James Hansen and Daniel M. Galpern co-authored an opinion piece which was published in the Boston Globe, entitled “Biden should impose a carbon fee immediately.” According to the authors, under the Independent Offices Appropriations Act, the president retains authority to direct the Environmental Protection Agency to impose a fee on greenhouse gas emissions.
As they explain, the president retains authority to direct a relevant federal agency (here, the Environmental Protection Agency) to impose a fee on GHG emissions. The fee can be collected efficiently from the about 200 oil, gas, and coal companies that produce, refine, and distribute fossil fuels in the United States.
This is a crucial clarification to executive authority, because EPA has labored for decades under a presumption that it lacked authority to impose such fees. That assumption derived in part from an aside in a legal memorandum by then-EPA General Counsel E. Donald Elliott. Elliott had reviewed economic incentives available to the agency to restrict pollution but, by his own later admission, Elliott at that time was “woefully ignorant of the IOAA and related jurisprudence.” Writing in 2019, Elliott sought to “set the record straight that EPA does have existing authority to impose a reasonable user fee on releases of carbon dioxide and other GHGs . . . any time that it has the political will to do so.”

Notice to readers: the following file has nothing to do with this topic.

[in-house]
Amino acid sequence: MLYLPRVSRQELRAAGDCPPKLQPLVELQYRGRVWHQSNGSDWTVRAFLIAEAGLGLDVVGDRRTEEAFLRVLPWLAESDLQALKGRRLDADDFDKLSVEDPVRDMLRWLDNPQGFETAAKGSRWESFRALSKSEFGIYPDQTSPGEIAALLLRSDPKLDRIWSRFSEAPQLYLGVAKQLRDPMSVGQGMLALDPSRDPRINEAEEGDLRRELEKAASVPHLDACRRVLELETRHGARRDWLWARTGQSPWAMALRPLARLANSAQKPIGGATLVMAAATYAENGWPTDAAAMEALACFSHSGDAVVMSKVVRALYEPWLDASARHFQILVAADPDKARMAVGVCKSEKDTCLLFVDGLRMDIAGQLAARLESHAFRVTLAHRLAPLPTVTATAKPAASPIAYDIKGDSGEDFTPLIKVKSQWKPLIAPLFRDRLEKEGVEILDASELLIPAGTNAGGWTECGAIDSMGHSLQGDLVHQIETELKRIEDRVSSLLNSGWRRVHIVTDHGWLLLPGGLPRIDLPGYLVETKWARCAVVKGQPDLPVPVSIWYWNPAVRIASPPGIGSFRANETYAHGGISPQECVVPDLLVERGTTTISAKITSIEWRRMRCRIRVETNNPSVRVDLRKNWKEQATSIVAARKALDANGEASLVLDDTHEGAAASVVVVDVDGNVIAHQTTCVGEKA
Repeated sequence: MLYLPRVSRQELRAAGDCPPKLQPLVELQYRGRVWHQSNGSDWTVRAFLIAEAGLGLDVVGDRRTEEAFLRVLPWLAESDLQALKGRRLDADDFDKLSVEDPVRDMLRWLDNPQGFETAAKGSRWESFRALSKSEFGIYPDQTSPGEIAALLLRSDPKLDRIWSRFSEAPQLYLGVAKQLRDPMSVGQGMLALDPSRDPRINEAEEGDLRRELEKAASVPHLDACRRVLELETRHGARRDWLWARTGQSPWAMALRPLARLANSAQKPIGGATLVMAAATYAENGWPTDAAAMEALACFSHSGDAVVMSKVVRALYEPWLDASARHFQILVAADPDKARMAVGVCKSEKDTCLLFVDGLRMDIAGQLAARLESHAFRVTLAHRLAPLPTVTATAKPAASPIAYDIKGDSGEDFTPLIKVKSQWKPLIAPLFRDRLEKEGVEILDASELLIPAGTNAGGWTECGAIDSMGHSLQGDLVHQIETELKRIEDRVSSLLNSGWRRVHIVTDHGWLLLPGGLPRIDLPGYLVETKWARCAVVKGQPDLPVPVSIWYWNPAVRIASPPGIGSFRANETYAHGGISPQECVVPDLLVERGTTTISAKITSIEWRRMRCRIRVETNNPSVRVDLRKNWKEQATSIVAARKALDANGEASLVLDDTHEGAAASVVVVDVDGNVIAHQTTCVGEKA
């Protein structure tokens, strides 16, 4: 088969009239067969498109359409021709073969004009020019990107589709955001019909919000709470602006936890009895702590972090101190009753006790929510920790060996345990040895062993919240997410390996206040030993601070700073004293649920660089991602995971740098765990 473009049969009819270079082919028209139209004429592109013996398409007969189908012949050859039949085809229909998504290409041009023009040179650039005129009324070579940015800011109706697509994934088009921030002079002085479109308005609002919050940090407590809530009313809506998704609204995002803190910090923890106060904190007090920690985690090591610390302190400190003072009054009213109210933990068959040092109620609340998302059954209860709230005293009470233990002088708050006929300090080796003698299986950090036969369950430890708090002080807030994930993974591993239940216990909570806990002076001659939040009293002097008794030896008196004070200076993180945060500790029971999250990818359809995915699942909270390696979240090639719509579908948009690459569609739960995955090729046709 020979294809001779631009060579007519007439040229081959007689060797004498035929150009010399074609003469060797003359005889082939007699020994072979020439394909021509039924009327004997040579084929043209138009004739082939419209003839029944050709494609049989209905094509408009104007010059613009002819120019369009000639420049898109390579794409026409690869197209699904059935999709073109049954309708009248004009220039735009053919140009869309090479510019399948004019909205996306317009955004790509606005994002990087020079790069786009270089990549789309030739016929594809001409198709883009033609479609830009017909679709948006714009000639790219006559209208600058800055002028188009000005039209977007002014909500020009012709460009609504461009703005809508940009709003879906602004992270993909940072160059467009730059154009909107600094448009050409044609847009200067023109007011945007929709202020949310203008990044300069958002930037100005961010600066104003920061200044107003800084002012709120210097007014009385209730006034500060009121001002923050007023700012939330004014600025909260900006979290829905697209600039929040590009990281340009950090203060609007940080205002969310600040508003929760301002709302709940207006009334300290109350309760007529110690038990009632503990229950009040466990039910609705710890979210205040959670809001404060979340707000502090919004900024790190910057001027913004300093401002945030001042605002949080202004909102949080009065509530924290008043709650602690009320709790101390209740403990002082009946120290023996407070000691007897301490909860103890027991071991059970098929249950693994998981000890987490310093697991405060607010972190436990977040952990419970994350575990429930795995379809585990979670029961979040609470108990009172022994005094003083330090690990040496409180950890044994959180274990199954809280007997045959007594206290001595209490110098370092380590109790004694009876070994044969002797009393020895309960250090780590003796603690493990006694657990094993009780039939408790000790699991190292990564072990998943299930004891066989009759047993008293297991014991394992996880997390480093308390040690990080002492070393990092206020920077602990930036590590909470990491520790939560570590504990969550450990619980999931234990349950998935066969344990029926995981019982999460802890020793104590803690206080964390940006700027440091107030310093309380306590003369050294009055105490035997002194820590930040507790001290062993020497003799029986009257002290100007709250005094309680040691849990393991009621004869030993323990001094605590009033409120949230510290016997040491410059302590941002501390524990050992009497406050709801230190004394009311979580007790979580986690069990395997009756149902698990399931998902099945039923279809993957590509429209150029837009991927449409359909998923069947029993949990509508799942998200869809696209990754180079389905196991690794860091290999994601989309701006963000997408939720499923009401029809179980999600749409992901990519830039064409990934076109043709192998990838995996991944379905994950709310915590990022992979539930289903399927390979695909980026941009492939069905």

Economists agree that a rising carbon price covering all fossil fuel uses is essential for rapid phasedown of emissions. More than 3,500 economists — including 28 Nobel Prize laureates, all four living former chairs of the Federal Reserve, and 15 former chairs of the President’s Council of Economic Advisers — issued a statement endorsing a carbon fee and dividend. More than 400 student body presidents, representing more than 4 million college students across all 50 states, support a carbon fee and dividend as well.
See The Boston Globe oped “Biden should impose a carbon fee immediately.” by James Hansen and Daniel M. Galpern, June 1, 2021.